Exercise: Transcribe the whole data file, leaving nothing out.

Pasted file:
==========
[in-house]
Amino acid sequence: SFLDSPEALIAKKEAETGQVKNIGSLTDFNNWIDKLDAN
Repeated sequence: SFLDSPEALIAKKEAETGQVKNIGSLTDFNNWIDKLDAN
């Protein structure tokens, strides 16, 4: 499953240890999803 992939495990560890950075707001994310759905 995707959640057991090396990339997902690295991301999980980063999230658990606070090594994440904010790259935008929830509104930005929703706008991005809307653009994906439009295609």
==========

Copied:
[in-house]
Amino acid sequence: SFLDSPEALIAKKEAETGQVKNIGSLTDFNNWIDKLDAN
Repeated sequence: SFLDSPEALIAKKEAETGQVKNIGSLTDFNNWIDKLDAN
């Protein structure tokens, strides 16, 4: 499953240890999803 992939495990560890950075707001994310759905 995707959640057991090396990339997902690295991301999980980063999230658990606070090594994440904010790259935008929830509104930005929703706008991005809307653009994906439009295609």